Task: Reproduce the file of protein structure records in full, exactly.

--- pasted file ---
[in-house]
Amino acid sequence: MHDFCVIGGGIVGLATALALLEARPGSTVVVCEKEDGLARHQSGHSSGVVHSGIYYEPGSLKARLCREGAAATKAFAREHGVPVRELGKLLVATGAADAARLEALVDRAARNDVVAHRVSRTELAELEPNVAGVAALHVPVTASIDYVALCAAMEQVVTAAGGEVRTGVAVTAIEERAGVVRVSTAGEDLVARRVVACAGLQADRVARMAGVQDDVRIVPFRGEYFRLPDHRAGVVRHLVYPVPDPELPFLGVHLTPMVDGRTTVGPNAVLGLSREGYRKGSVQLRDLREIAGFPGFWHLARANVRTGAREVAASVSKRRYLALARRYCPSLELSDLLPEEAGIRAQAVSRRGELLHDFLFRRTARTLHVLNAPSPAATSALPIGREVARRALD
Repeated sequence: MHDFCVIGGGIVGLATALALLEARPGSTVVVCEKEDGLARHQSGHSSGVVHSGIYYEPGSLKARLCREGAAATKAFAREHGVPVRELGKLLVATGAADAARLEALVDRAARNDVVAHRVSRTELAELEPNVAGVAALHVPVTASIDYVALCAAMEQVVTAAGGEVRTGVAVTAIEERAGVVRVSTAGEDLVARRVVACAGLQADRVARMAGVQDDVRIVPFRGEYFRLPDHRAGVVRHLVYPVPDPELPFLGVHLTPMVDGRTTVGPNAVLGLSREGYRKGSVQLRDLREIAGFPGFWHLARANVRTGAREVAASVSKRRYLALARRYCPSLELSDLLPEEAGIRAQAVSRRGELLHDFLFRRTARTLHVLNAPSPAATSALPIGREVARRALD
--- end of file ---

[in-house]
Amino acid sequence: MHDFCVIGGGIVGLATALALLEARPGSTVVVCEKEDGLARHQSGHSSGVVHSGIYYEPGSLKARLCREGAAATKAFAREHGVPVRELGKLLVATGAADAARLEALVDRAARNDVVAHRVSRTELAELEPNVAGVAALHVPVTASIDYVALCAAMEQVVTAAGGEVRTGVAVTAIEERAGVVRVSTAGEDLVARRVVACAGLQADRVARMAGVQDDVRIVPFRGEYFRLPDHRAGVVRHLVYPVPDPELPFLGVHLTPMVDGRTTVGPNAVLGLSREGYRKGSVQLRDLREIAGFPGFWHLARANVRTGAREVAASVSKRRYLALARRYCPSLELSDLLPEEAGIRAQAVSRRGELLHDFLFRRTARTLHVLNAPSPAATSALPIGREVARRALD
Repeated sequence: MHDFCVIGGGIVGLATALALLEARPGSTVVVCEKEDGLARHQSGHSSGVVHSGIYYEPGSLKARLCREGAAATKAFAREHGVPVRELGKLLVATGAADAARLEALVDRAARNDVVAHRVSRTELAELEPNVAGVAALHVPVTASIDYVALCAAMEQVVTAAGGEVRTGVAVTAIEERAGVVRVSTAGEDLVARRVVACAGLQADRVARMAGVQDDVRIVPFRGEYFRLPDHRAGVVRHLVYPVPDPELPFLGVHLTPMVDGRTTVGPNAVLGLSREGYRKGSVQLRDLREIAGFPGFWHLARANVRTGAREVAASVSKRRYLALARRYCPSLELSDLLPEEAGIRAQAVSRRGELLHDFLFRRTARTLHVLNAPSPAATSALPIGREVARRALD